Above all else he knows how to win, as helped the Celtics along with Kevin Garnett, now with the Brooklyn Nets; Paul Pierce, now the Washington Wizards and All-Star guard Ray Allen to the title in 2008 over the Los Angeles Lakers in six games and back to The Finals in 2010, where the Lakers defeated the Celtics in seven games.
Along with the physical tools that Rondo will bring to the Mavericks, he will bring something that they have not had since the departure of Jason Kidd four years ago, a guy with a high basketball I.Q.
That alone will make the Mavericks an even better offensive team, which they were darn good before the trade leading the league in scoring (110.1) and field goal percentage (48.1%) and seventh in assists (23.6) per contest.
In his first game as a Maverick, he had modest numbers of six points, seven boards and nine assists in Dallas’ 99-93 come from behind win against the San Antonio Spurs (18-11), who played without Tim Duncan, Tony Parker, Manu Ginobili, Kawhi Leonard, Tiago Splitter and Danny Green. The Mavs also snapped a 10-game skid to the Spurs.
“It was a long day. I went through a lot of plays this morning and before the game. Shot a couple of hours before the game twice,” Rondo said after the game.
“For the most part, it was fun. I had a great time with my new teammates and the most important thing is that we got the win.”
A closer look at the numbers though, three of Rondo’s nine dimes came on three three-pointers by starting backcourt mate Monta Ellis, who had 13 of his of game-high 38 points in the fourth quarter.
“He was great. He’s still got to get the feel for it, but he did a wonderful job of finding guys,” Ellis, who went 15 for 23 from the floor, including 5 for 6 from three-point range said after the game.
One big concern the Mavs had about adding Rondo to their roster was how would he and t last season’s prized free agent signing Monta Ellis co-exist.
Ellis, the Mavs leading scoring at 21.1, assists man at 4.5 and steals at 1.7 said to Cuban before he pulled the trigger on the deal, “Dude plays hard. Get him here.”
Ellis was very complementary about Rondo after the win versus the Spurs this past Saturday.
“He made plays for others. He really loosened up the defense and we was able to knock shots down.”
The rest of the Mavericks feel the same way the addition of Rondo makes the Mavericks a serious championship contender.
“I think he’s one of the top point guards in this game. He understands what it takes to win. He going to have a bunch of weapons around him. He’ll be great for us defensively,” Chandler said last week.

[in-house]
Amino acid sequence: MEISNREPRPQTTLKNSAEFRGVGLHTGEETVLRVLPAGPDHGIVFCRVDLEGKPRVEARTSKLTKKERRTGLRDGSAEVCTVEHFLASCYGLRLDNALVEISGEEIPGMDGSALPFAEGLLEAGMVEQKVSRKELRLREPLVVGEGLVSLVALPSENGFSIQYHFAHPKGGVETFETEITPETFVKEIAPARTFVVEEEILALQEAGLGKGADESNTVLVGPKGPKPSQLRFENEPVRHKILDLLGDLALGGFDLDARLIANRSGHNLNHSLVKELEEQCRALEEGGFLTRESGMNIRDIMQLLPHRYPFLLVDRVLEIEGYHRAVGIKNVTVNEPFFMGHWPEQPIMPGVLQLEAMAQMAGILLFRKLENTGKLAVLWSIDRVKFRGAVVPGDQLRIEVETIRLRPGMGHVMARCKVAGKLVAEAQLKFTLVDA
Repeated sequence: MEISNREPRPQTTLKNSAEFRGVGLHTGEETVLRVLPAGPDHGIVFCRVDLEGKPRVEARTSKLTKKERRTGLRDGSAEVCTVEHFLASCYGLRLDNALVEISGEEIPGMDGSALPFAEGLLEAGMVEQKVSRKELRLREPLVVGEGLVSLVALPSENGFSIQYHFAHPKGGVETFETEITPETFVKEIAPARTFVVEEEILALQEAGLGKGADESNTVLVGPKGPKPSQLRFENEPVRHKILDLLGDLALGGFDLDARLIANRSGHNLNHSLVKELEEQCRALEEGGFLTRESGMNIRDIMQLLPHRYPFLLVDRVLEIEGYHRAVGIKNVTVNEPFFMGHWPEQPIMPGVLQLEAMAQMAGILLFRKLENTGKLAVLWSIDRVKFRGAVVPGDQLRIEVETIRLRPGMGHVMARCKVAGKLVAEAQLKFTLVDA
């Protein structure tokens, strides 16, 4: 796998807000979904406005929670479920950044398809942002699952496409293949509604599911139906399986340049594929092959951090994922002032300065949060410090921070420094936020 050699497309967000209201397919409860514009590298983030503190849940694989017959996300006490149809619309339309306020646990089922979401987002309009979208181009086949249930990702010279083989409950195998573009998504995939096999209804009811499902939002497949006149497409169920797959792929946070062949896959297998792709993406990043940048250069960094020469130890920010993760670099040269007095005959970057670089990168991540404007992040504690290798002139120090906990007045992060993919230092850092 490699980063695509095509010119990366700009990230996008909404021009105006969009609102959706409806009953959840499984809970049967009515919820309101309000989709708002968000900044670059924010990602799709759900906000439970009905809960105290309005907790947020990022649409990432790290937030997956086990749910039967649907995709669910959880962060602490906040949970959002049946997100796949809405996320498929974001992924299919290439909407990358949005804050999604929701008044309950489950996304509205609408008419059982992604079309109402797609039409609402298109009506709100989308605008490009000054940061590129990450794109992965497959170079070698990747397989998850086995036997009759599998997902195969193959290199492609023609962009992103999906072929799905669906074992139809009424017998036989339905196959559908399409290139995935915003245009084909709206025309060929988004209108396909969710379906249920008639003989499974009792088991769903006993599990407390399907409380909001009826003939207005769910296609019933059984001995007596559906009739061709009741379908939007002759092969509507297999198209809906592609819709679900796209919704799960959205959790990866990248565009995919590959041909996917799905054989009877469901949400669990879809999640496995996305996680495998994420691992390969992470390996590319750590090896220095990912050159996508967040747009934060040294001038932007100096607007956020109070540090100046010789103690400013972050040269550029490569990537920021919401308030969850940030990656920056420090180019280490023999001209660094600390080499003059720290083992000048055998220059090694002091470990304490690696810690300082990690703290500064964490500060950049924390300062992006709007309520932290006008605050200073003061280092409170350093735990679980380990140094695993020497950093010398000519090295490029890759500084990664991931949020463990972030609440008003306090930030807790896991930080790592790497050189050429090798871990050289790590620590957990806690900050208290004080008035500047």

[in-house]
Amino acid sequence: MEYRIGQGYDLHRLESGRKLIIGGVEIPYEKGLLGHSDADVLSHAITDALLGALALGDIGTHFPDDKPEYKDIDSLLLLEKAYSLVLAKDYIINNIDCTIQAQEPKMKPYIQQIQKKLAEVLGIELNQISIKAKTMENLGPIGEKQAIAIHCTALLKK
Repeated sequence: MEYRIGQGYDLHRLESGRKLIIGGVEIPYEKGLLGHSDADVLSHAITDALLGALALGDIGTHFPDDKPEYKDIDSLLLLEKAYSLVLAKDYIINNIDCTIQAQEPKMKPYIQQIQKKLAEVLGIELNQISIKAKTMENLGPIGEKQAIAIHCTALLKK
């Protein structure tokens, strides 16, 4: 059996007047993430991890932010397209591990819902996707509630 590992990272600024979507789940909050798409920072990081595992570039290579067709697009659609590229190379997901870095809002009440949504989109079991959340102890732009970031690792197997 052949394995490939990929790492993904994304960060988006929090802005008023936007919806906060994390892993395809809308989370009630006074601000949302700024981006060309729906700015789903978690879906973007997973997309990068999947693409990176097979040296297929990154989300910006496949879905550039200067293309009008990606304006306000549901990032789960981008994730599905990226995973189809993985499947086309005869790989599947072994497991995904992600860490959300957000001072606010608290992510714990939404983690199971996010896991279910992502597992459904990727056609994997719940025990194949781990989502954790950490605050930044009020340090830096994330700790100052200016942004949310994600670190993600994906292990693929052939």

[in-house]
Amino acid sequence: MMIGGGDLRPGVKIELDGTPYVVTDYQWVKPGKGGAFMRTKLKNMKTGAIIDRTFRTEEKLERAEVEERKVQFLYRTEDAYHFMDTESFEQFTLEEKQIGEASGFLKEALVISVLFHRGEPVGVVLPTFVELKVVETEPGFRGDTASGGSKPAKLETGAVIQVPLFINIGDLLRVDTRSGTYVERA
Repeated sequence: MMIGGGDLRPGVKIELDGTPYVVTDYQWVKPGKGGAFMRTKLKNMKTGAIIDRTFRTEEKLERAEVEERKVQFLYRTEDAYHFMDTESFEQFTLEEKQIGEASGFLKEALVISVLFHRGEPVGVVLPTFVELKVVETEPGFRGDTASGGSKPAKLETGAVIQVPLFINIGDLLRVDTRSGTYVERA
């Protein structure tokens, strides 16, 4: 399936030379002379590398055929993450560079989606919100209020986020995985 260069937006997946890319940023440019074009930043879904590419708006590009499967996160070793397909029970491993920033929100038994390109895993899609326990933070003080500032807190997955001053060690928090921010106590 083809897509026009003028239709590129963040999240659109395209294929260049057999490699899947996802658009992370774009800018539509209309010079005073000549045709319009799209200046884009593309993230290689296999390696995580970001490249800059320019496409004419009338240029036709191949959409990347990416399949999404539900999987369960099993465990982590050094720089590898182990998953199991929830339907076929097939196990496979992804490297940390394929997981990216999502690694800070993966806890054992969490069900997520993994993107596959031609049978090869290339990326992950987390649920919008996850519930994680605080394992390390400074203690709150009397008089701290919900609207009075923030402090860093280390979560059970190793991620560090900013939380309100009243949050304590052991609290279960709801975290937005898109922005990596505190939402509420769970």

“Mark has made it clear that he was dedicated to building a championship team and this is a prime example of him executing that and taking one more step closer to that,” Parsons, who had 16 points and 11 rebounds in Rondo’s debut last Saturday night.
“I think any trade in the middle of a season is always a little of a risk. Always a little bit of a gamble, but if you can bring in a talent of that caliber, you got to do it,” Nowitzki, the 2011 Finals MVP said last week.
That vote of confidence will not be just important for the rest of this season, but for the future. Rondo is an unrestricted free agent at the end of this season and how the Mavericks fair this season will go a long way in determining if the team has their floor general for years to come. Cuban, who finalized the deal in the “Green Room” of The Finale of Comedy Central’s “The Colbert Report” with Stephen Colbert last week made that point clear at the press conference.
“Were past the days of renting a player. We want him to be here a long time. I think with any of our guys that come in, we want to earn his desire to stay here,” Cuban said.
“We got to convince him that he wants to be here because we’ll want him.”
In talking with Celtics’ head coach Brad Stevens and general manager Danny Ainge leading up to the trade, Carlisle found out from them that Rondo is a relentless worker, a winner and one of the best competitors they have ever been around. Some of the same traits that Kidd, now the head coach of the Milwaukee Bucks had.
“There are definite similarities, but they’re different players. Rajon’s are different. He has a different style,” Carlisle said at Rondo’s introductory press conference this past Friday night.
“I see him as a guy who hasn’t reached his ceiling as a player as good as he’s been.”
His competitive spirit and will to win are two main reasons Rondo draws comparisons to Kidd, who was the lead guard on the Mavericks title team back in 2011 when they defeated the Miami Heat in The Finals 4-2.
The Mavericks will need all of that from Rondo and then some, especially since he will be contending with some of the best point guards in the West night in and night out like Damian Lillard of the Portland Trail Blazers; Stephen Curry of the Golden State Warriors; Mike Conley of the Memphis Grizzlies; Tony Parker of the San Antonio Spurs; Jrue Holiday of the New Orleans Pelicans; Russell Westbrook of the Oklahoma City Thunder; Chris Paul of the Los Angeles Clippers to name a few.